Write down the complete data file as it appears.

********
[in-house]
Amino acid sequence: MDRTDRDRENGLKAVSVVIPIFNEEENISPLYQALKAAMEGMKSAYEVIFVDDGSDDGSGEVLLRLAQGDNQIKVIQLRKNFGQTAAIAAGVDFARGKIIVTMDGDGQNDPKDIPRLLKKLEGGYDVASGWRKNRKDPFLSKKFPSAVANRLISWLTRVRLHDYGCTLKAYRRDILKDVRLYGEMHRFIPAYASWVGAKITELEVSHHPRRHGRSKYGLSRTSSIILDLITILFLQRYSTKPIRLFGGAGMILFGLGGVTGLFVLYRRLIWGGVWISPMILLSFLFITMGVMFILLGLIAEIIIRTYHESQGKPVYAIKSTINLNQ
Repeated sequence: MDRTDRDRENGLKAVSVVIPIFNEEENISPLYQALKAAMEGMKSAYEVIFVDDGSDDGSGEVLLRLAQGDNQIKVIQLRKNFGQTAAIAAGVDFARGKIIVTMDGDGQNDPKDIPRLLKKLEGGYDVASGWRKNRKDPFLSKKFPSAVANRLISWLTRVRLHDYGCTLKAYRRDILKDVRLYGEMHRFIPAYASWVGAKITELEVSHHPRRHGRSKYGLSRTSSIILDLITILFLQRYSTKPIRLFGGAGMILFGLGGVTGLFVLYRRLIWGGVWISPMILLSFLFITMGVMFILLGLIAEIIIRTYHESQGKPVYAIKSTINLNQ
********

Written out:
[in-house]
Amino acid sequence: MDRTDRDRENGLKAVSVVIPIFNEEENISPLYQALKAAMEGMKSAYEVIFVDDGSDDGSGEVLLRLAQGDNQIKVIQLRKNFGQTAAIAAGVDFARGKIIVTMDGDGQNDPKDIPRLLKKLEGGYDVASGWRKNRKDPFLSKKFPSAVANRLISWLTRVRLHDYGCTLKAYRRDILKDVRLYGEMHRFIPAYASWVGAKITELEVSHHPRRHGRSKYGLSRTSSIILDLITILFLQRYSTKPIRLFGGAGMILFGLGGVTGLFVLYRRLIWGGVWISPMILLSFLFITMGVMFILLGLIAEIIIRTYHESQGKPVYAIKSTINLNQ
Repeated sequence: MDRTDRDRENGLKAVSVVIPIFNEEENISPLYQALKAAMEGMKSAYEVIFVDDGSDDGSGEVLLRLAQGDNQIKVIQLRKNFGQTAAIAAGVDFARGKIIVTMDGDGQNDPKDIPRLLKKLEGGYDVASGWRKNRKDPFLSKKFPSAVANRLISWLTRVRLHDYGCTLKAYRRDILKDVRLYGEMHRFIPAYASWVGAKITELEVSHHPRRHGRSKYGLSRTSSIILDLITILFLQRYSTKPIRLFGGAGMILFGLGGVTGLFVLYRRLIWGGVWISPMILLSFLFITMGVMFILLGLIAEIIIRTYHESQGKPVYAIKSTINLNQ